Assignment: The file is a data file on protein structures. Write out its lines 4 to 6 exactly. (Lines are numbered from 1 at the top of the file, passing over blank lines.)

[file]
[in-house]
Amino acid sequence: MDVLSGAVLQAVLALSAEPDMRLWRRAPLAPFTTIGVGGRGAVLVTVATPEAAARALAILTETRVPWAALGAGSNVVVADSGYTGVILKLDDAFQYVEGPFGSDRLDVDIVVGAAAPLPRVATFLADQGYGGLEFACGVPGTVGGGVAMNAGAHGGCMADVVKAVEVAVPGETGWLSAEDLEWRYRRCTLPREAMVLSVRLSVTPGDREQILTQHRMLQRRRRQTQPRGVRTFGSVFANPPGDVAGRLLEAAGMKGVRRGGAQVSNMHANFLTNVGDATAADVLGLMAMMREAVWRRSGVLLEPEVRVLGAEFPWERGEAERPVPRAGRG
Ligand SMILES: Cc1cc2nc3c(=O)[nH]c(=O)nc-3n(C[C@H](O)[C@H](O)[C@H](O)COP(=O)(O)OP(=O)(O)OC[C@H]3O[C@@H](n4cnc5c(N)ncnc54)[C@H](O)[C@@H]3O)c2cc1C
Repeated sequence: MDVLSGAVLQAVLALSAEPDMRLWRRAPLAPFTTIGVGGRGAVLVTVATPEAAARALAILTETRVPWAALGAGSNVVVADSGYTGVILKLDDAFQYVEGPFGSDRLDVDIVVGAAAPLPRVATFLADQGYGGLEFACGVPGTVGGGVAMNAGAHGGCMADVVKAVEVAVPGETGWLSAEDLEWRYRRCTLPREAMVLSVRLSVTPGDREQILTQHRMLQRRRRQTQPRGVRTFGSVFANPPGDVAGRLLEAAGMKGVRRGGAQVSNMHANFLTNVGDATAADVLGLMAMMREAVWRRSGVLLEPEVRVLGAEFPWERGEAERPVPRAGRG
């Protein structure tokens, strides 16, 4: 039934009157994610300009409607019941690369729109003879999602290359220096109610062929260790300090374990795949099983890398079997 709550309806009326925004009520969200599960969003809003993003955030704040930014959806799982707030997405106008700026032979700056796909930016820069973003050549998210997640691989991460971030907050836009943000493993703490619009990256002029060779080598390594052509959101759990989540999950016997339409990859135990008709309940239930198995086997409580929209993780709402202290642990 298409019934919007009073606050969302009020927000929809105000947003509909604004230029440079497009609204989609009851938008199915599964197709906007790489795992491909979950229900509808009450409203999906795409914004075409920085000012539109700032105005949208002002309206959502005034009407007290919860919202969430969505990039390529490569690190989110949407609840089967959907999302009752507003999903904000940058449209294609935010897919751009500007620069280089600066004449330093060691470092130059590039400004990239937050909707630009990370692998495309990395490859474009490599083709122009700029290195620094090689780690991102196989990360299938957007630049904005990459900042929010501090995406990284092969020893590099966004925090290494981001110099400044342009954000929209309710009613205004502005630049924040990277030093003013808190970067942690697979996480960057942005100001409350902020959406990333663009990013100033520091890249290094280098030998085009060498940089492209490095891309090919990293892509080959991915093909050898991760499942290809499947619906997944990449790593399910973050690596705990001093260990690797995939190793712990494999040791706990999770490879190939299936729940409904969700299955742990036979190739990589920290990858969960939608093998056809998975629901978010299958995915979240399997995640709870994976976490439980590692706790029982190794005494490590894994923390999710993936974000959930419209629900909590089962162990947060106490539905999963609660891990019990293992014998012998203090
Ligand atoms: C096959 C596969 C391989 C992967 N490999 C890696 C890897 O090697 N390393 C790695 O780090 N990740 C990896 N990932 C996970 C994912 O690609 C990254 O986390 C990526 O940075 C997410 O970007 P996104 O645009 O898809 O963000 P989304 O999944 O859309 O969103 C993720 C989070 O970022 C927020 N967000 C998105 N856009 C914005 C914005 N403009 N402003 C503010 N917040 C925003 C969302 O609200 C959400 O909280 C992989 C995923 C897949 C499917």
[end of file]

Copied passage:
Repeated sequence: MDVLSGAVLQAVLALSAEPDMRLWRRAPLAPFTTIGVGGRGAVLVTVATPEAAARALAILTETRVPWAALGAGSNVVVADSGYTGVILKLDDAFQYVEGPFGSDRLDVDIVVGAAAPLPRVATFLADQGYGGLEFACGVPGTVGGGVAMNAGAHGGCMADVVKAVEVAVPGETGWLSAEDLEWRYRRCTLPREAMVLSVRLSVTPGDREQILTQHRMLQRRRRQTQPRGVRTFGSVFANPPGDVAGRLLEAAGMKGVRRGGAQVSNMHANFLTNVGDATAADVLGLMAMMREAVWRRSGVLLEPEVRVLGAEFPWERGEAERPVPRAGRG
């Protein structure tokens, strides 16, 4: 039934009157994610300009409607019941690369729109003879999602290359220096109610062929260790300090374990795949099983890398079997 709550309806009326925004009520969200599960969003809003993003955030704040930014959806799982707030997405106008700026032979700056796909930016820069973003050549998210997640691989991460971030907050836009943000493993703490619009990256002029060779080598390594052509959101759990989540999950016997339409990859135990008709309940239930198995086997409580929209993780709402202290642990 298409019934919007009073606050969302009020927000929809105000947003509909604004230029440079497009609204989609009851938008199915599964197709906007790489795992491909979950229900509808009450409203999906795409914004075409920085000012539109700032105005949208002002309206959502005034009407007290919860919202969430969505990039390529490569690190989110949407609840089967959907999302009752507003999903904000940058449209294609935010897919751009500007620069280089600066004449330093060691470092130059590039400004990239937050909707630009990370692998495309990395490859474009490599083709122009700029290195620094090689780690991102196989990360299938957007630049904005990459900042929010501090995406990284092969020893590099966004925090290494981001110099400044342009954000929209309710009613205004502005630049924040990277030093003013808190970067942690697979996480960057942005100001409350902020959406990333663009990013100033520091890249290094280098030998085009060498940089492209490095891309090919990293892509080959991915093909050898991760499942290809499947619906997944990449790593399910973050690596705990001093260990690797995939190793712990494999040791706990999770490879190939299936729940409904969700299955742990036979190739990589920290990858969960939608093998056809998975629901978010299958995915979240399997995640709870994976976490439980590692706790029982190794005494490590894994923390999710993936974000959930419209629900909590089962162990947060106490539905999963609660891990019990293992014998012998203090
Ligand atoms: C096959 C596969 C391989 C992967 N490999 C890696 C890897 O090697 N390393 C790695 O780090 N990740 C990896 N990932 C996970 C994912 O690609 C990254 O986390 C990526 O940075 C997410 O970007 P996104 O645009 O898809 O963000 P989304 O999944 O859309 O969103 C993720 C989070 O970022 C927020 N967000 C998105 N856009 C914005 C914005 N403009 N402003 C503010 N917040 C925003 C969302 O609200 C959400 O909280 C992989 C995923 C897949 C499917």